7 Oct

31 Ghost Stories – Day 7, The Popobawa of Eastern Tanzania

Posted by Tony Nunes | Thursday October 7, 2010 | 31 Ghost Stories

PopobawaEditor’s note: I have the night off. Tonight’s grisly story of the paranormal is from Tony ‘TVEye’ Nunes and it’s a doozy!

It was one of the last places I’d ever expected to find myself. Here I was knelt before a table of random artifacts and stones in a small mud and grass hut in one of the most remote and far-gone places in the world. Seated in this earthen home in the middle of the Great Rift Valley I was moments from receiving a divination from a Maasai Iloibonok (ritual leader and Chief).

Back in 2006, I spent a month in Tanzania , working with local people and taking in the amazing wonders on various weekend excursions. One of these digressions was a chance opportunity to spend three days with a Maasai tribe that a local friend was familiar with. Who wouldn’t jump at that chance? Needless to say, it was one of the most unique experiences of my life. At dusk on the second day, before a ritual goat slaughter, I was presented with an opportunity to have a divination session with the Chief. It was surreal. This rugged old man, with skinny arms and leathery skin came into this dark little hut, his bright red and black robe accented by the stark white bones which pierced his nose and ears, causing them to sag like tired eyelids. He was an enigma to me. He sat down and shook a jumble of small bones, stones, and pendants out of a gourd and across his table, wary of the pattern they created. Speaking in his own deviation of Swahili, he explained that Eng’ai, their earth mother deity was displeased, delaying the rainy season with drought. Through a translator I was told our meal that night would be plentiful. Not much of a radical divination, but I was grateful nonetheless. We were later given a small lesson on Maasai culture, of which it became apparent that our translator was giving us only the footnotes. In his talk, I heard mention a word spoken with more ferocity than the others. The word Popobawa stuck with me, and later that night, while we danced around a fire, drunk on honey beer, I had to ask one of the tribesmen what it meant. The answer I received shocked me to my core.

Popobawa IllustrationIt started back in 1972, in the island regions of Zanzibar and Pemba along the eastern coast of Tanzania. Political unrest was spreading throughout Tanzania, Zanzibar in particular, after the assassination of Tanzanian Vice President Abeid Karume. The uneasiness oozing across the country was peaked by strange stories coming out of Pemba. Reports of a very specific incubus began springing up around small villages. The demon was described as a dwarf like Cyclops with sharp talons, pointed ears, and bat like wings. It’s from the last description that natives named it Popobawa (Popo Bawa), popo the Swahili word for bat, bawa the word for wing. And so a legend was born. At the time of its first reported appearance, accounts of Popobawa were vaguely described encounters in which the cryptid sexually abused some island men in their homes. Reports were ambiguous, and skeptics wrote off the attacks as fear mongering during a time of political fragility. Tanzania’s independence was fairly new, less than a decade to be exact, and with a widespread belief of witchcraft and superstition in the country, the claims were easy to dismiss.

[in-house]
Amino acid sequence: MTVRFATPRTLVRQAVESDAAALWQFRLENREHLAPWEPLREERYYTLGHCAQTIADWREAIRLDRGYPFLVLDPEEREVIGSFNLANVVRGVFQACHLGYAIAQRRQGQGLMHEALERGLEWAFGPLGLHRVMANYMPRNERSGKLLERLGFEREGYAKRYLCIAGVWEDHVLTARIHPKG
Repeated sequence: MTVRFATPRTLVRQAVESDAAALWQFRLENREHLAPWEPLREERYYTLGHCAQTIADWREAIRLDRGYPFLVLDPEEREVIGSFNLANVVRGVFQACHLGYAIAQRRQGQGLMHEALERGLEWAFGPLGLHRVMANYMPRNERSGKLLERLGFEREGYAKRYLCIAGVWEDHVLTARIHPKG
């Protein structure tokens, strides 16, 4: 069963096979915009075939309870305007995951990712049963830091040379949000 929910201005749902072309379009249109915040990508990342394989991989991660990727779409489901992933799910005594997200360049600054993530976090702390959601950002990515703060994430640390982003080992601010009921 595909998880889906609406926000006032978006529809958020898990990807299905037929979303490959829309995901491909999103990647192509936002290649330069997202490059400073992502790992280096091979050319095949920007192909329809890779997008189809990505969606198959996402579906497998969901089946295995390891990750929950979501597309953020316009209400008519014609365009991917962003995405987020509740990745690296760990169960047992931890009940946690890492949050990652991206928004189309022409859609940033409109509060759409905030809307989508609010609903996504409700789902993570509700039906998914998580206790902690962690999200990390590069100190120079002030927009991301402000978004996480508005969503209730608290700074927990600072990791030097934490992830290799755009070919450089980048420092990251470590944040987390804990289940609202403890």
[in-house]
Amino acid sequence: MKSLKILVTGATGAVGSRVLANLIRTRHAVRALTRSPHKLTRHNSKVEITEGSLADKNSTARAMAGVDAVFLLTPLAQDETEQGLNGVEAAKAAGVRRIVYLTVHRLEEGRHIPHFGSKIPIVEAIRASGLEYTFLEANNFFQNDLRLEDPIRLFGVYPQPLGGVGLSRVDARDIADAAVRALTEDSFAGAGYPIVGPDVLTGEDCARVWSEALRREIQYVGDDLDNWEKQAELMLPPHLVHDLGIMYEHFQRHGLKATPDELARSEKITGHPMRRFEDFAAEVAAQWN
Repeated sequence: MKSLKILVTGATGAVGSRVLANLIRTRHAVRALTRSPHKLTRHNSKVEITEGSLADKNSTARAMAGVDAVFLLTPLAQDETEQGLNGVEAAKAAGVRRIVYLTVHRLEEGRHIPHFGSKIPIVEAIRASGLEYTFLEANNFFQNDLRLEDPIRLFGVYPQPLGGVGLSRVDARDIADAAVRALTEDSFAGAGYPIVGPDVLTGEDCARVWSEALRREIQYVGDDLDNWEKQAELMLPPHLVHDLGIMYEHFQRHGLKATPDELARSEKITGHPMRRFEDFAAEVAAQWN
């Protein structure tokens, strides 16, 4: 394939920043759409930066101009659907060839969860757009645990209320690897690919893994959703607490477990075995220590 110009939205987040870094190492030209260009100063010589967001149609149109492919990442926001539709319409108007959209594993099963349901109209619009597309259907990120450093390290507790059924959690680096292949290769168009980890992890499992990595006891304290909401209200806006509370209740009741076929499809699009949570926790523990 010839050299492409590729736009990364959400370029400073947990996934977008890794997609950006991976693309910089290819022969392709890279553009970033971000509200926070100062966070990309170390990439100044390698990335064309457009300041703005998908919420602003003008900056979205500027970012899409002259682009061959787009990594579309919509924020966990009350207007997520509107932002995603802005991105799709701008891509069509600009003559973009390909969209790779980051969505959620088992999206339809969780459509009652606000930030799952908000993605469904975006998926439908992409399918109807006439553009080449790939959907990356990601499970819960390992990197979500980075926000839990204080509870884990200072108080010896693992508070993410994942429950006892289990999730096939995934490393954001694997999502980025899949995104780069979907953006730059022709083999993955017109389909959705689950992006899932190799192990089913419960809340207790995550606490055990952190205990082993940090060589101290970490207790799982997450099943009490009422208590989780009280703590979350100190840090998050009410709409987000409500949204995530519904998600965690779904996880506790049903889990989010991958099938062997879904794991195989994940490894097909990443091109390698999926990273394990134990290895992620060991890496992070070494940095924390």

Tanzanians are not skeptics, so the legend of Popobawa only grew as reports sprang up various times throughout the 1980’s. It wasn’t until April of 1995 however, that the country really started paying attention. A wave of new attacks were reported from Zanzibar to the mainland, and the victims accounts were no longer vague, but vividly detailed, cautionary even. An almost gremlin like dwarf, described as having pointed ears, sharp crooked teeth, long barbed talons, a singular large eye, and dark bat-like wings was said to have preyed on a number of men as they slept in their beds. Each man described the same encounter; paralyzed in a dreamlike state, asleep in the comfort of their own beds, the Popobawa would sodomize the men as they slept, the feeling of pressure from the weight of the beast pressing down on their chest. Each man described the feeling during the attack as a moment of waking paralysis, a dreamlike trance during which the Popobawa had some kind of control over their consciousness. Claims of an acrid smoke was seen and smelled in each household, and oftentimes the victims themselves could not see the beast, only their family members could. Mjaka Hamad, a middle-aged peasant farmer reported his attack to the media.